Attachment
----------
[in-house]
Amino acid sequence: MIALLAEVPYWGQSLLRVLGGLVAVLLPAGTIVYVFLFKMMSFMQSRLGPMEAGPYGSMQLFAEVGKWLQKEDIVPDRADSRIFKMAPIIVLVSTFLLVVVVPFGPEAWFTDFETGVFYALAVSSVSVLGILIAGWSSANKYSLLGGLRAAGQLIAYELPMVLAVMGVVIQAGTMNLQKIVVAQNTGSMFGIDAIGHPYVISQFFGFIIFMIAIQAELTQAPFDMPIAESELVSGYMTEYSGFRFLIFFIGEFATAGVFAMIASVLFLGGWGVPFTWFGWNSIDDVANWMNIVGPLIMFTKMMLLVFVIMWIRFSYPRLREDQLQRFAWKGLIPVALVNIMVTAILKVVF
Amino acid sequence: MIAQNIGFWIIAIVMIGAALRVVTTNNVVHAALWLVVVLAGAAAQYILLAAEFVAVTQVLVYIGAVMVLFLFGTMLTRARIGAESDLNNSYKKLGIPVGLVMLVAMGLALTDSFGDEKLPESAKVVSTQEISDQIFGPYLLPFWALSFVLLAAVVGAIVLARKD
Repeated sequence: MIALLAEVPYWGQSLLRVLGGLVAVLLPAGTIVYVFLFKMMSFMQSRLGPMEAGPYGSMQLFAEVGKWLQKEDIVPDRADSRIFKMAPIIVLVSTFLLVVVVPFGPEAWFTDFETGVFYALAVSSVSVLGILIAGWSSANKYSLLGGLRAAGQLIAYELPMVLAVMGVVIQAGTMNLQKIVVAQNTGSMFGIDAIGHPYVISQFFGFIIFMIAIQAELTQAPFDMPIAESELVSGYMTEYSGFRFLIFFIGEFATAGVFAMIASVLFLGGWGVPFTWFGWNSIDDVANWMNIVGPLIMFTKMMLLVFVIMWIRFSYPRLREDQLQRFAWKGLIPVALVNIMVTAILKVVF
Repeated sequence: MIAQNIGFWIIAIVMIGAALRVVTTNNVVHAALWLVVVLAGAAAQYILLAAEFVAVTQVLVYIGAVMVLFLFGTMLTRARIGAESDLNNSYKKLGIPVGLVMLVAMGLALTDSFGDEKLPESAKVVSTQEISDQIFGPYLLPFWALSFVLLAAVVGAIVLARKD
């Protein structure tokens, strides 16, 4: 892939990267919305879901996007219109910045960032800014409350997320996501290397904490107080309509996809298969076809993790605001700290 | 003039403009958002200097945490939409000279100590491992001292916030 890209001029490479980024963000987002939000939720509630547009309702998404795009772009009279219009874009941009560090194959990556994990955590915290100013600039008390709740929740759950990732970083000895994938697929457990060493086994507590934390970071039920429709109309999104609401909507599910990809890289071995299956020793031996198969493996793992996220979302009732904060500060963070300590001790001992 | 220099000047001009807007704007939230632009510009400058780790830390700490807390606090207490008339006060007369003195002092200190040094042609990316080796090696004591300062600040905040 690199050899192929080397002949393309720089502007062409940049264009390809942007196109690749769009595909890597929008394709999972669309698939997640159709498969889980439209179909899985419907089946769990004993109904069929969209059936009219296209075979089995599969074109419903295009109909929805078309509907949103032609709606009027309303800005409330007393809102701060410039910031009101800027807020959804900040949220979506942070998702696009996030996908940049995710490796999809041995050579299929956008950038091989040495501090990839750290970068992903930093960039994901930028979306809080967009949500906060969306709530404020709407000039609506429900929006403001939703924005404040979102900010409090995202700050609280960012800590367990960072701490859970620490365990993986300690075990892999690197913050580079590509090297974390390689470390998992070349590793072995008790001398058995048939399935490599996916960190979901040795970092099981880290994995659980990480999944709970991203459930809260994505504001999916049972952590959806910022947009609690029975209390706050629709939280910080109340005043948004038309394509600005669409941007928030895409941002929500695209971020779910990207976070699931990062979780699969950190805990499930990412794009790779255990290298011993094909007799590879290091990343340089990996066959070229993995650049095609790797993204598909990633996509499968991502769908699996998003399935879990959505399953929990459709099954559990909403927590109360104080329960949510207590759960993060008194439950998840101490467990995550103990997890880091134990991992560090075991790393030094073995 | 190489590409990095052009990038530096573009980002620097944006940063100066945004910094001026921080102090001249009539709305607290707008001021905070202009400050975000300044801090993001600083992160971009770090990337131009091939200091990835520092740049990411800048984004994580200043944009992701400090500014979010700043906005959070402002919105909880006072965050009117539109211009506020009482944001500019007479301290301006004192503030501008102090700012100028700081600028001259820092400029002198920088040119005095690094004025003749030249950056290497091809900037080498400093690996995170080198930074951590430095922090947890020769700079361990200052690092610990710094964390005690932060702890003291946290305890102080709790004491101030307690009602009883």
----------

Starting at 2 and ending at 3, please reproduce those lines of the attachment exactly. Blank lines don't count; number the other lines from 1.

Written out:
Amino acid sequence: MIALLAEVPYWGQSLLRVLGGLVAVLLPAGTIVYVFLFKMMSFMQSRLGPMEAGPYGSMQLFAEVGKWLQKEDIVPDRADSRIFKMAPIIVLVSTFLLVVVVPFGPEAWFTDFETGVFYALAVSSVSVLGILIAGWSSANKYSLLGGLRAAGQLIAYELPMVLAVMGVVIQAGTMNLQKIVVAQNTGSMFGIDAIGHPYVISQFFGFIIFMIAIQAELTQAPFDMPIAESELVSGYMTEYSGFRFLIFFIGEFATAGVFAMIASVLFLGGWGVPFTWFGWNSIDDVANWMNIVGPLIMFTKMMLLVFVIMWIRFSYPRLREDQLQRFAWKGLIPVALVNIMVTAILKVVF
Amino acid sequence: MIAQNIGFWIIAIVMIGAALRVVTTNNVVHAALWLVVVLAGAAAQYILLAAEFVAVTQVLVYIGAVMVLFLFGTMLTRARIGAESDLNNSYKKLGIPVGLVMLVAMGLALTDSFGDEKLPESAKVVSTQEISDQIFGPYLLPFWALSFVLLAAVVGAIVLARKD